My plants do not show the intense silvery veins that are seen in some forms, but they are still quite handsome.  Getting to know this plant better I’ve discovered a group of international plant collectors growing this species.  Since Arum pictum occurs in isolation on various western Mediterranean islands, a number of different forms seem to be in the process of diversifying further from each other.  Enthusiasts often collect and trade various forms with each other, bypassing the trade.  There are some leaf shapes that are more ‘saggitate’ or even lobed as well.

The leaves are not the only variation – flower color can also be diverse.  In Arums, the ‘flower’ is made up of a modified leaf called a ‘spathe’, which is wrapped around a flower spike called a ‘spadix’, the base of which contains male and female flowers. Sometimes the dark red spathe is lighter, or even shaded from pale to deep burgundy.  ‘White-spathed’ forms are not uncommon (usually more of a pale green) and some of those forms also have a pale spadix as well.

Like many members of the Aroid family, the flower gives off a carrion-like scent to attract flies and other insects which enjoy such fare. In the open air, this odor is difficult to detect unless you get your nose right down into the flower. If the plant is in a greenhouse or other enclosed space, your can more fully ‘appreciate’ the smell!.

Our plants coming into flower in September, 2022

Much of the cultural information you might find on the Internet seems to be from northern European sources, so they discuss protection from cold, drainage, etc. While this species does seem to favor sites with good drainage, it is easily grown in reasonably drained soil in the summer-dry mediterranean climates.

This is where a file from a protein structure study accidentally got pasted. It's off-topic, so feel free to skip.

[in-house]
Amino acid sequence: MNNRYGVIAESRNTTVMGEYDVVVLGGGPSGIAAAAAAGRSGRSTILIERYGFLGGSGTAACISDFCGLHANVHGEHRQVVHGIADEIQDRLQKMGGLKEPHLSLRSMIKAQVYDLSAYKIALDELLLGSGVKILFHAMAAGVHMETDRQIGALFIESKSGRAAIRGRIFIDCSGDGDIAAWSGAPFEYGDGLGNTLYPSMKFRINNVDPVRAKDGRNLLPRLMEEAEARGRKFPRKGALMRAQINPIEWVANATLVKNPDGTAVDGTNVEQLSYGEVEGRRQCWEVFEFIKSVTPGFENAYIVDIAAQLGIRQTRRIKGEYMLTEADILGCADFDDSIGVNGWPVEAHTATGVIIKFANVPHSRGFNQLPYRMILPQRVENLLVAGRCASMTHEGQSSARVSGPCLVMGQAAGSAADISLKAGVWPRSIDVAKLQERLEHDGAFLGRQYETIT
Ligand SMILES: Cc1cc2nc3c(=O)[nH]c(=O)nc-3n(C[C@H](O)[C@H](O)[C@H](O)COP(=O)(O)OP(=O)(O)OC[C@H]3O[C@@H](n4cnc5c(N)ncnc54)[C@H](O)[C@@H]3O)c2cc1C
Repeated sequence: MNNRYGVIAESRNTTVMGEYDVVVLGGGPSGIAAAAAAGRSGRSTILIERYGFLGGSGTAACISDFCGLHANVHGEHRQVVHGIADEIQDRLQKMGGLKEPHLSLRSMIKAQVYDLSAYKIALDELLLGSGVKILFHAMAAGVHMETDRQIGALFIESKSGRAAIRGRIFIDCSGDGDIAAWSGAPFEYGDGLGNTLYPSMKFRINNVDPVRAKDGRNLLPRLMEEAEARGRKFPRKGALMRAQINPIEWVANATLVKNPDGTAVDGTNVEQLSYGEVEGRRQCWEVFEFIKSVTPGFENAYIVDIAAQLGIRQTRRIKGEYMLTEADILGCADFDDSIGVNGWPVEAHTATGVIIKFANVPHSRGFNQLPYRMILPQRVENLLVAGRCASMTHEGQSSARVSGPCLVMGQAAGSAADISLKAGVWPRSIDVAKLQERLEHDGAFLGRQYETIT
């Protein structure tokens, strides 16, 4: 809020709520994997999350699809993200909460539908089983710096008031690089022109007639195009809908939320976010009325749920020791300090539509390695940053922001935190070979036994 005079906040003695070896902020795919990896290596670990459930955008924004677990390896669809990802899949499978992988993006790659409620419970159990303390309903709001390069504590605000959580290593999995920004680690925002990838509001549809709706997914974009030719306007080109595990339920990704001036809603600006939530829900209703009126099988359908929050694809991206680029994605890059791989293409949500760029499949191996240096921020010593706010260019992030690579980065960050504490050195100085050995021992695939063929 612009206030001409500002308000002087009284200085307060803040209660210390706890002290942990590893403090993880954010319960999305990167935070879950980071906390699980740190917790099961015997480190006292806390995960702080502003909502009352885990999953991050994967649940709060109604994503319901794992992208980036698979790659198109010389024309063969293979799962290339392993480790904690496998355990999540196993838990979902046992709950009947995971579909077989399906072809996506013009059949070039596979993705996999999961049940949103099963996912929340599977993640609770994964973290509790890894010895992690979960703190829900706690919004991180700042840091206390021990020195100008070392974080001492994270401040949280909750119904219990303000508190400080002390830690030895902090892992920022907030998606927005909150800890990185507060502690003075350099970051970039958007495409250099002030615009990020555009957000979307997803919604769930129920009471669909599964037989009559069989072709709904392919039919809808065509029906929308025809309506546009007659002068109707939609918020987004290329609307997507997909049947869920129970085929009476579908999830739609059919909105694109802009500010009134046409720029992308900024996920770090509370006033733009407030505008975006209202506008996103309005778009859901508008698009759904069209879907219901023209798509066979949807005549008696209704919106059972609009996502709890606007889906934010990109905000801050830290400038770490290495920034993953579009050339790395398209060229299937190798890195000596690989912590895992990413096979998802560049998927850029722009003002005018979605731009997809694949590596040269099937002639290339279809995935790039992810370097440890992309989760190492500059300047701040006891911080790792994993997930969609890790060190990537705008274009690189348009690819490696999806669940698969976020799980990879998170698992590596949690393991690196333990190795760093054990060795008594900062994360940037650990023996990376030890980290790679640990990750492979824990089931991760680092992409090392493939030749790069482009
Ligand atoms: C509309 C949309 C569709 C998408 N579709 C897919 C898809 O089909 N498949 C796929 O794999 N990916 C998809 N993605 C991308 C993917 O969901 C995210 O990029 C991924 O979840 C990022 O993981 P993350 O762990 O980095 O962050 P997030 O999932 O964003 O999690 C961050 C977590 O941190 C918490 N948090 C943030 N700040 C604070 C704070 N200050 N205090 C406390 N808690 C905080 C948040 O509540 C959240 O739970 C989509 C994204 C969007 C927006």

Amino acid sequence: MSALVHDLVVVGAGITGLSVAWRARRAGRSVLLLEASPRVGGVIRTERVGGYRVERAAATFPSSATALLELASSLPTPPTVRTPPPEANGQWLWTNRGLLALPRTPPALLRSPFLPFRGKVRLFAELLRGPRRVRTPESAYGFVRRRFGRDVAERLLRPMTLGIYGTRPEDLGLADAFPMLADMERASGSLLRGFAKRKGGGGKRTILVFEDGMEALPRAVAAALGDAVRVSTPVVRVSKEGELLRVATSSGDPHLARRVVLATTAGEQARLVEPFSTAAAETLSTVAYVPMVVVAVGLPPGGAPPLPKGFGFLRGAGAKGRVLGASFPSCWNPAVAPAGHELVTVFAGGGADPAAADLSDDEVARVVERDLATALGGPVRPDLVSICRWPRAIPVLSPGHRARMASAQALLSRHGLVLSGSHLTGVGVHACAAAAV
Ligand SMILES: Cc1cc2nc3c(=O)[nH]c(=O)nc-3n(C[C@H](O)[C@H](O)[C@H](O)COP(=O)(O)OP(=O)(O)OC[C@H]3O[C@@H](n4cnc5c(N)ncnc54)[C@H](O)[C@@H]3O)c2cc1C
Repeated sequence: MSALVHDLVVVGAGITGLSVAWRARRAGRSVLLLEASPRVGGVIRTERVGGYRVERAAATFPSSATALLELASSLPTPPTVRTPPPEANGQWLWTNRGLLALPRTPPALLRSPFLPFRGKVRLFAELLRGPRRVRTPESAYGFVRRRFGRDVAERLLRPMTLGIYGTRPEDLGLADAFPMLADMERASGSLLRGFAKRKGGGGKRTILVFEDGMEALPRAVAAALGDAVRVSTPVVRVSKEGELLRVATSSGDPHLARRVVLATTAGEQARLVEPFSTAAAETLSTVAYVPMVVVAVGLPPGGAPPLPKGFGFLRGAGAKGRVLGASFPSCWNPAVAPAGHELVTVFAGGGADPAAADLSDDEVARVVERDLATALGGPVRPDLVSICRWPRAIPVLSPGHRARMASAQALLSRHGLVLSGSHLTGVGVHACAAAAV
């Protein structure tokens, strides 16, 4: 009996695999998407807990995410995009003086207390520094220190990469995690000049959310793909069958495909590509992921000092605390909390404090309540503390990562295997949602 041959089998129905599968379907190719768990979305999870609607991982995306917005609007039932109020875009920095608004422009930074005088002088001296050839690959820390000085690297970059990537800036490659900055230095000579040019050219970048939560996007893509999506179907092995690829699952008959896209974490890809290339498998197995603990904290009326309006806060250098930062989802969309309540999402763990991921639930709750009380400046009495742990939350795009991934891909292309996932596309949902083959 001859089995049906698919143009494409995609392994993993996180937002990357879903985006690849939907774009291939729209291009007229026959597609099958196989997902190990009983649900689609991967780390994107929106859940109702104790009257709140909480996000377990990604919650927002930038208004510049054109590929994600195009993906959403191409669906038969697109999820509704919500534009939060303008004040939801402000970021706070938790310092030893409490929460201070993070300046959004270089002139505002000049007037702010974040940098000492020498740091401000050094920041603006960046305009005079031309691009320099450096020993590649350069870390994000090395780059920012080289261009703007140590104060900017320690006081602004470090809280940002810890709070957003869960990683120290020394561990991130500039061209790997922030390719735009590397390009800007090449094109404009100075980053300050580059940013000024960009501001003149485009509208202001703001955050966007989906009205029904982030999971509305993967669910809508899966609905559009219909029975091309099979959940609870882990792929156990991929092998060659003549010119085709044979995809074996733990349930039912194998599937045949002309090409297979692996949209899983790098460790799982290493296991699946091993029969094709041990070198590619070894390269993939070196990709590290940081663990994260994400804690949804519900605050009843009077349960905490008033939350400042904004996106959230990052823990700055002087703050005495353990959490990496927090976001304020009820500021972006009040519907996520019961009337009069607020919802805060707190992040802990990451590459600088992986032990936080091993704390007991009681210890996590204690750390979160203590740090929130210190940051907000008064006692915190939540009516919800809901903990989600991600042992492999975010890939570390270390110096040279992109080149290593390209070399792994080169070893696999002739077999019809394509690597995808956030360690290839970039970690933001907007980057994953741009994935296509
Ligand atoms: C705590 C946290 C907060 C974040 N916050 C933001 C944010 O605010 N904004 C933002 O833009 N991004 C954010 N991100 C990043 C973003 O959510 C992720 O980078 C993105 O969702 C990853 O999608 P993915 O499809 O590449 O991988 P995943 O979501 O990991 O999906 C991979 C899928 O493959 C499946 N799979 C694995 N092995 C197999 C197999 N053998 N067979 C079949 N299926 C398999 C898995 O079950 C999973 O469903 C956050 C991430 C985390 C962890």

This species is unique from other Arums in various ways, and was once actually placed by itself in a different genus – Gymnomesium. Currently this species is placed within Arum but genetic testing places it apart from other species – the Phelogenic chart here shows it as ‘basal’ (red shading) to other species (shaded green). It is unclear if this means the others evolved from A. pictum or if it has just gone in a different direction. An interesting avenue for future research.

Arum pictum – L.f., Suppl. Pl. 410 (1782)

Rocky places in the Balearics (Mallorca), Corsica, Sardinia, and the Tuscan archipelago (Italy)

Arisarum pictum – Raf., Fl. Tellur. 3: 63 (1837)
Arum balearicum – Buc’hoz, Hist. Univ. Règne Vég. 8: 11 (1775)
Arum corsicum – Loisel., Fl. Gall. 2: 617 (1807)
Arum pictum subsp. sagittifolium – Rosselló & L.Sáez, Acta Bot. Barcinon. 44: 170 (1997)
Gymnomesium pictum – Schott, Oesterr. Bot. Wochenbl. 5: 17 (1855)


Boyce, P.C. (1993). The Genus Arum. HMSO, London: 170 [Google books]

Boyce, P.C. (1988). Arum pictum. Curtis’s Bot. Mag. 5(2): 72-76, Pl. 102. [www.aroid.org]

ARUM. (n.d.). Pacific Bulb Society.
Retrieved January, 2023, from https://www.pacificbulbsociety.org/pbswiki/index.php/arum

Boens, W. (2021). The fetid and the beautiful, Arum pictum. International Rock Gardener, 133, 2-18. https://www.srgc.org.uk/logs/logdir/2021Jan281611871267IRG133.pdf

Learn about Arum pictum. (n.d.). Plant Delights Nursery.
Retrieved September 2020, from https://www.plantdelights.com/products/arum-pictum

Arum pictum. (n.d.). Tropical Britain.
Retrieved March 2020, from https://www.tropicalbritain.co.uk/arum-pictum.html

Arum pictum. (n.d.). Alpine Garden Society.
Retrieved February, 2020, from https://www.alpinegardensociety.net/plants/arum-pictum/